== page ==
Bowser, Newsham unveil summer crime prevention initiative

D.C.’s mayor and police chief identified six areas of the city that police will target in an effort to reduce violent crime this summer.

At a news conference at Benning Park Community Center Field, on Southern Avenue in Southeast, Mayor Muriel Bowser and police Chief Peter Newsham detailed the 11th annual Safer Stronger DC Summer Crime Prevention Initiative.

Bowser touted the success of last year’s program, saying that targeted areas saw a 25% decrease in assaults with a deadly weapon, a 34% decrease in burglaries and a 15% decrease in overall violent crime.

Asked about what’s new in this year’s program, Newsham said, “I don’t know how much you tweak a program as successful as this one.”

He said that each target area would be assigned a captain whose round-the-clock job would be to coordinate police response.

Newsham added that the police approach to violent crime would involve targeting illegal weapons and repeat violent offenders, and bringing District and federal resources to bear to prevent people from being involved in violent crime in the first place.

The target areas are Langston Carver, Trinidad Kingman Park, Fort Dupont, Benning, Benning Ridge, Marshall Heights, Historic Anacostia, Congress Heights and Washington Highlands.

The six target areas for the 2019 Summer Crime Prevention Initiative. Click to expand. (Courtesy D.C. Government)

Both the mayor and the chief repeated the effectiveness of the city’s private security camera rebate program, which provides rebates of up to $200 per camera and up to $500 per residential address. She said that so far 14,000 cameras have been delivered across D.C. at no cost.

“We want to see our special crime areas saturated with private security cameras,” Bowser said.

In her review with police officials, she stressed how she’d learned “how important video is to solving crimes … When we have clear video, it helps the police and detectives in making sure that we can drive those crimes out of our neighborhood.”

Newsham agreed: “The cameras that are available to the community, in my estimation, are the number one thing that has helped the Metropolitan Police Department apprehend violent offenders in our community. I talk to chiefs across the country — they do not have the luxury that we have here in Washington, D.C.”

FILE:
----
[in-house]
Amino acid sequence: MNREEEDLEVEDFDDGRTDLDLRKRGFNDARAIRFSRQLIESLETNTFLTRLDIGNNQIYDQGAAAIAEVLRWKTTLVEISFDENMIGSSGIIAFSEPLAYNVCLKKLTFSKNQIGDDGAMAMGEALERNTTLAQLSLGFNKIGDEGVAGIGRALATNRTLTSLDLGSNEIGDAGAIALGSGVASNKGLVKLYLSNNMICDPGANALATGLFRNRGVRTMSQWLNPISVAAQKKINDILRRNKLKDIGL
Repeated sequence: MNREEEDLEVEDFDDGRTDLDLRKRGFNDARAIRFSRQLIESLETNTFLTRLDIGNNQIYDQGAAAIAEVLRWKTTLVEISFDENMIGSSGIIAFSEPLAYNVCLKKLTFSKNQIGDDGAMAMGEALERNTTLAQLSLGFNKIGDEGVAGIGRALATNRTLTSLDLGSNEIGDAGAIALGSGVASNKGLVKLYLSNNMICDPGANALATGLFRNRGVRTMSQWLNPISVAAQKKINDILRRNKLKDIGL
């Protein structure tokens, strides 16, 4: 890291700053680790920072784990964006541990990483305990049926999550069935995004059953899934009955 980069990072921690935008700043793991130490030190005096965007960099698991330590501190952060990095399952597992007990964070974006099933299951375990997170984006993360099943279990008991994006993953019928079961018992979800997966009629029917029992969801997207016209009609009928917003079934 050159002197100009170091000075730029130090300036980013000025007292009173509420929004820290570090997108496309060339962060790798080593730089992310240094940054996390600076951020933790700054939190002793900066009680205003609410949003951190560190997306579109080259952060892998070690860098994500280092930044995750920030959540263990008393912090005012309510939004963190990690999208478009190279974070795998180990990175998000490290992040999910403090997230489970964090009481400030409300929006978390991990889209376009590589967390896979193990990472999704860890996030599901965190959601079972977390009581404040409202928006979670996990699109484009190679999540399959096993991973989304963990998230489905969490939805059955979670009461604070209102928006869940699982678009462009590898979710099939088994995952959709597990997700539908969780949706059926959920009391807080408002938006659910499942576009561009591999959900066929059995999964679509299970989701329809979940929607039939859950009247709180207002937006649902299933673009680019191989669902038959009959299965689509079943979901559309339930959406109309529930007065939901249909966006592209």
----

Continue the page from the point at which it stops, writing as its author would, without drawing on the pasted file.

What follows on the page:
Bowser also said she would review every homicide in the District this year with the D.C. police personally.

Both officials mentioned other efforts to strengthen communities to bolster them against violent crime. Bowser touted budget initiatives such as $1.6 million for centers for families to recover from traumatic incidents, $1.6 million for schools to act as neighborhood hubs and $4.7 million for family success centers to “empower families with the services that they need.”

Many people don’t realize all the services available to them, Bowser said, so, “We are going to bring these services to communities.”

For his part, Newsham mentioned police community programs including the National Night Out, community bike rides and walks, ice cream socials, Youth Creating Change program, Junior Police Academy and more.

Rick Massimo

Rick Massimo came to WTOP, and to Washington, in 2013 after having lived in Providence, R.I., since he was a child. He's the author of "A Walking Tour of the Georgetown Set" and "I Got a Song: A History of the Newport Folk Festival."

Like WTOP on Facebook and follow @WTOP on Twitter to engage in conversation about this article and others.

© 2019 WTOP. All Rights Reserved. This website is not intended for users located within the European Economic Area.

Federal News Network Logo

More from WTOP

Log in to your WTOP account for notifications and alerts customized for you.

Sign up